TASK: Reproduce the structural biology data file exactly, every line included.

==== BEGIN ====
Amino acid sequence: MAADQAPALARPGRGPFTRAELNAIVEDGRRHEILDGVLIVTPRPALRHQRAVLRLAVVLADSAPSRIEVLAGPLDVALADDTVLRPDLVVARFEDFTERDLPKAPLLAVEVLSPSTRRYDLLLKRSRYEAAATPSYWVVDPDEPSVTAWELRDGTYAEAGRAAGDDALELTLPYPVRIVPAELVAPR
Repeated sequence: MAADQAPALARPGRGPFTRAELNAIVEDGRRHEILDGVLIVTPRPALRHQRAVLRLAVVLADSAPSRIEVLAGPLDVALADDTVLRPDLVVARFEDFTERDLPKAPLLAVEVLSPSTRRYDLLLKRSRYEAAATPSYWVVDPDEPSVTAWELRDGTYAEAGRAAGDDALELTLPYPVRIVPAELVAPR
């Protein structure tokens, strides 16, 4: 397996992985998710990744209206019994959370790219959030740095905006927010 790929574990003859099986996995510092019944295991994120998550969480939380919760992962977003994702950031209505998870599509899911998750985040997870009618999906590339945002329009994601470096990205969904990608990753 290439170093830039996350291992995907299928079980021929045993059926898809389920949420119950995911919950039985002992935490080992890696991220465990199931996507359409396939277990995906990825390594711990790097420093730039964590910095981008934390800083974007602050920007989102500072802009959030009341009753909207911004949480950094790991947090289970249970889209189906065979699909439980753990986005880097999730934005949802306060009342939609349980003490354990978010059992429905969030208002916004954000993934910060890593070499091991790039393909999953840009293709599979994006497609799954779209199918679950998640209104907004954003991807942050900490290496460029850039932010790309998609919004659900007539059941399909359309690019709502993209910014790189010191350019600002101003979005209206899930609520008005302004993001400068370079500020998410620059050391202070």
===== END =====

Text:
Amino acid sequence: MAADQAPALARPGRGPFTRAELNAIVEDGRRHEILDGVLIVTPRPALRHQRAVLRLAVVLADSAPSRIEVLAGPLDVALADDTVLRPDLVVARFEDFTERDLPKAPLLAVEVLSPSTRRYDLLLKRSRYEAAATPSYWVVDPDEPSVTAWELRDGTYAEAGRAAGDDALELTLPYPVRIVPAELVAPR
Repeated sequence: MAADQAPALARPGRGPFTRAELNAIVEDGRRHEILDGVLIVTPRPALRHQRAVLRLAVVLADSAPSRIEVLAGPLDVALADDTVLRPDLVVARFEDFTERDLPKAPLLAVEVLSPSTRRYDLLLKRSRYEAAATPSYWVVDPDEPSVTAWELRDGTYAEAGRAAGDDALELTLPYPVRIVPAELVAPR
């Protein structure tokens, strides 16, 4: 397996992985998710990744209206019994959370790219959030740095905006927010 790929574990003859099986996995510092019944295991994120998550969480939380919760992962977003994702950031209505998870599509899911998750985040997870009618999906590339945002329009994601470096990205969904990608990753 290439170093830039996350291992995907299928079980021929045993059926898809389920949420119950995911919950039985002992935490080992890696991220465990199931996507359409396939277990995906990825390594711990790097420093730039964590910095981008934390800083974007602050920007989102500072802009959030009341009753909207911004949480950094790991947090289970249970889209189906065979699909439980753990986005880097999730934005949802306060009342939609349980003490354990978010059992429905969030208002916004954000993934910060890593070499091991790039393909999953840009293709599979994006497609799954779209199918679950998640209104907004954003991807942050900490290496460029850039932010790309998609919004659900007539059941399909359309690019709502993209910014790189010191350019600002101003979005209206899930609520008005302004993001400068370079500020998410620059050391202070």